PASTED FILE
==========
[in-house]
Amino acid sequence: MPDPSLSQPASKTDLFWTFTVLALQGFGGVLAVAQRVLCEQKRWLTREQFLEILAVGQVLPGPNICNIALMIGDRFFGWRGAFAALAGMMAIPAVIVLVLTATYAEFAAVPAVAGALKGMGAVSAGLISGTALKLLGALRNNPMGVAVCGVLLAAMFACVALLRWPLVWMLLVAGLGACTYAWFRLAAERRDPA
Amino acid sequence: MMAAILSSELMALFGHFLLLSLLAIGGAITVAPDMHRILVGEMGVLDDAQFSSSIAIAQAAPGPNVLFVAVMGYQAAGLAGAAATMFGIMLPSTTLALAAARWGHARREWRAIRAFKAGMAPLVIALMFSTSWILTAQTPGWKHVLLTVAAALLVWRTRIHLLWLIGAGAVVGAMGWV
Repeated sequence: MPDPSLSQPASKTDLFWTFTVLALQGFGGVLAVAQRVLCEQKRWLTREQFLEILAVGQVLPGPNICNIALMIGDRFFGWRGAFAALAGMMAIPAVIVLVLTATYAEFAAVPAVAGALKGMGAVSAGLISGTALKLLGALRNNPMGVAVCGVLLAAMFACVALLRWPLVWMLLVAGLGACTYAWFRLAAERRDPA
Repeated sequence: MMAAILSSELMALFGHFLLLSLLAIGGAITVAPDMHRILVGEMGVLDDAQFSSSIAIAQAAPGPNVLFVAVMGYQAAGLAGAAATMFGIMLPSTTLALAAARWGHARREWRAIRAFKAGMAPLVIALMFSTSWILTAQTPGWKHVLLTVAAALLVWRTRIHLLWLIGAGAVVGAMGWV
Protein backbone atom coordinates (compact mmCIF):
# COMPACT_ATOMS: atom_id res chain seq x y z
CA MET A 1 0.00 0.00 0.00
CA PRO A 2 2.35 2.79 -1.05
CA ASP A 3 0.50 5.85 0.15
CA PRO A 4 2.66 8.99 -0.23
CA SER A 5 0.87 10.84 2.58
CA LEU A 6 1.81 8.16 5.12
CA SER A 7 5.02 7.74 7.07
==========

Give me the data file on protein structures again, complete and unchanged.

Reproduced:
[in-house]
Amino acid sequence: MPDPSLSQPASKTDLFWTFTVLALQGFGGVLAVAQRVLCEQKRWLTREQFLEILAVGQVLPGPNICNIALMIGDRFFGWRGAFAALAGMMAIPAVIVLVLTATYAEFAAVPAVAGALKGMGAVSAGLISGTALKLLGALRNNPMGVAVCGVLLAAMFACVALLRWPLVWMLLVAGLGACTYAWFRLAAERRDPA
Amino acid sequence: MMAAILSSELMALFGHFLLLSLLAIGGAITVAPDMHRILVGEMGVLDDAQFSSSIAIAQAAPGPNVLFVAVMGYQAAGLAGAAATMFGIMLPSTTLALAAARWGHARREWRAIRAFKAGMAPLVIALMFSTSWILTAQTPGWKHVLLTVAAALLVWRTRIHLLWLIGAGAVVGAMGWV
Repeated sequence: MPDPSLSQPASKTDLFWTFTVLALQGFGGVLAVAQRVLCEQKRWLTREQFLEILAVGQVLPGPNICNIALMIGDRFFGWRGAFAALAGMMAIPAVIVLVLTATYAEFAAVPAVAGALKGMGAVSAGLISGTALKLLGALRNNPMGVAVCGVLLAAMFACVALLRWPLVWMLLVAGLGACTYAWFRLAAERRDPA
Repeated sequence: MMAAILSSELMALFGHFLLLSLLAIGGAITVAPDMHRILVGEMGVLDDAQFSSSIAIAQAAPGPNVLFVAVMGYQAAGLAGAAATMFGIMLPSTTLALAAARWGHARREWRAIRAFKAGMAPLVIALMFSTSWILTAQTPGWKHVLLTVAAALLVWRTRIHLLWLIGAGAVVGAMGWV
Protein backbone atom coordinates (compact mmCIF):
# COMPACT_ATOMS: atom_id res chain seq x y z
CA MET A 1 0.00 0.00 0.00
CA PRO A 2 2.35 2.79 -1.05
CA ASP A 3 0.50 5.85 0.15
CA PRO A 4 2.66 8.99 -0.23
CA SER A 5 0.87 10.84 2.58
CA LEU A 6 1.81 8.16 5.12
CA SER A 7 5.02 7.74 7.07